- Make sure physiological needs are covered before sleep time (e.g., water, food, diaper change, appropriate temperature, no discomfort/pain).
- Dim the light in the bedroom where you complete the bedtime routine and turn the lights off as you put your child to bed.
- Use pyjamas and bed covers that keep the child’s temperature at the desired level. The child should neither feel cold nor sweat.
- Avoid television/bright screens, toys or activities that can over-stimulate the child right before bedtime.
- Do not put the child in bed much earlier than an appropriate time for his/her age, as this will make it likely that the child is not tired and gets used to staying in bed awake.
- Reduce the number of hours your child sleeps during the day to match what is necessary for his/her development.
- Establish routines for sleeping times during daytime (e.g., mid-day sleep should last a specific amount of time and you should not make the room completely dark-“do not convert day to night and vice versa”). Your child should learn to distinguish between daytime and night time and get used to sleeping at specified times, so that the biological/circadian clock is adjusted. This includes keeping your house full of light, natural noises and enjoyable social interactions during the daytime and reducing light, noise and play/interactions during night.
- Do not allow your child to sleep with you, as this decreases his/her ability to fall asleep without an adult’s presence (i.e., their independence). If your child comes to your bed during the night, accompany him/her back to his/her bed. If you are reading them a fairy-tale before bedtime, sit at a small distance from the children’s bed.
- Avoid to feed your child during night (with the exception of newborns and a few months of age babies), as like this you are teaching your child to sleep through night and only seek food at appropriate times.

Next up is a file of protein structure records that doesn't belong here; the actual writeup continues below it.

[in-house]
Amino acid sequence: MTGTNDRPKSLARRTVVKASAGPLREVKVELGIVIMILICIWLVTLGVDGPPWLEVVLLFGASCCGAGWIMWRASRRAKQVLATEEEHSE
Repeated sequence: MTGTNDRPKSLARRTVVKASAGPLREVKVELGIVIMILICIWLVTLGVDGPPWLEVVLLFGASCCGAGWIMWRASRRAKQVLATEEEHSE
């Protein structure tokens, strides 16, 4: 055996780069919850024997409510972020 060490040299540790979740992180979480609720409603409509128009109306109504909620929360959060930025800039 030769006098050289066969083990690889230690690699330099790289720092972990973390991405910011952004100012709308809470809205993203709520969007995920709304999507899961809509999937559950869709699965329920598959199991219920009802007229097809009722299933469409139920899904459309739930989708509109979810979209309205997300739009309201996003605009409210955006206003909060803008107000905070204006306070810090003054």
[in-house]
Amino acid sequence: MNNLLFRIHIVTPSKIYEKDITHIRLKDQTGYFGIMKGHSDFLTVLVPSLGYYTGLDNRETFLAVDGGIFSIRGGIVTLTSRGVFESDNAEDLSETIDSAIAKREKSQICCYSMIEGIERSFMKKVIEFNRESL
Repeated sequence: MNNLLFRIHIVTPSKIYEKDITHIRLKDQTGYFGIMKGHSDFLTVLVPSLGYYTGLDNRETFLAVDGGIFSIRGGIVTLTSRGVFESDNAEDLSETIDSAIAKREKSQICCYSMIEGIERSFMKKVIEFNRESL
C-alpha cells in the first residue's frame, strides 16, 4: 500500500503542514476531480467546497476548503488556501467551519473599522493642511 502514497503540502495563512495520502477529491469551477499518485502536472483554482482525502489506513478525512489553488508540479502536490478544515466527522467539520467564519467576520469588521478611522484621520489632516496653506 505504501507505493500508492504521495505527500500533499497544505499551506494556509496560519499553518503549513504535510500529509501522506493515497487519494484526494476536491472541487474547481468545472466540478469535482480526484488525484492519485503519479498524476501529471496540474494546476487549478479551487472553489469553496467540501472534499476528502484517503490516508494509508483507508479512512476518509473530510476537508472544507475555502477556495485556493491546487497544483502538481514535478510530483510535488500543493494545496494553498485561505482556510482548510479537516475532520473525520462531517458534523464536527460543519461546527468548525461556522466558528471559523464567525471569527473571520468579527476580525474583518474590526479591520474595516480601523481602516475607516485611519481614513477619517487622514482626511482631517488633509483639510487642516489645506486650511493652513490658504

- It could be a good idea to give your child a favourite plush toy to hug before falling asleep.
- Reassure your children when they wake up frightened during night, hugging and caressing them until they calm down but remain next to their bed with the lights off and don’t bring them to your own bed.
- If your child wakes up during night and they have wet their bed, change them calmly with dim lights and do not reprimand them for not using the toilet if they already use it during daytime, since this does not help them learn and makes them feel embarrassed.
- Praise your children for getting ready to go to bed (e.g., putting their pyjamas).
- To make positive changes to your child’s sleeping habits, you need willingness, patience and persistence as well as to be ready for the first difficult days. Remember though that if both parents consistently collaborate, results will not take long to be observed and long-term consequences will be extremely positive for the entire family.
- If despite your efforts you have not managed to help your child overcome their sleeping disorders/problems, do not hesitate to seek help from an expert.
Watch this video by Prof Neville Blampied (University of Canterbury, New Zealand) for a behaviour-analytic approach to sleep.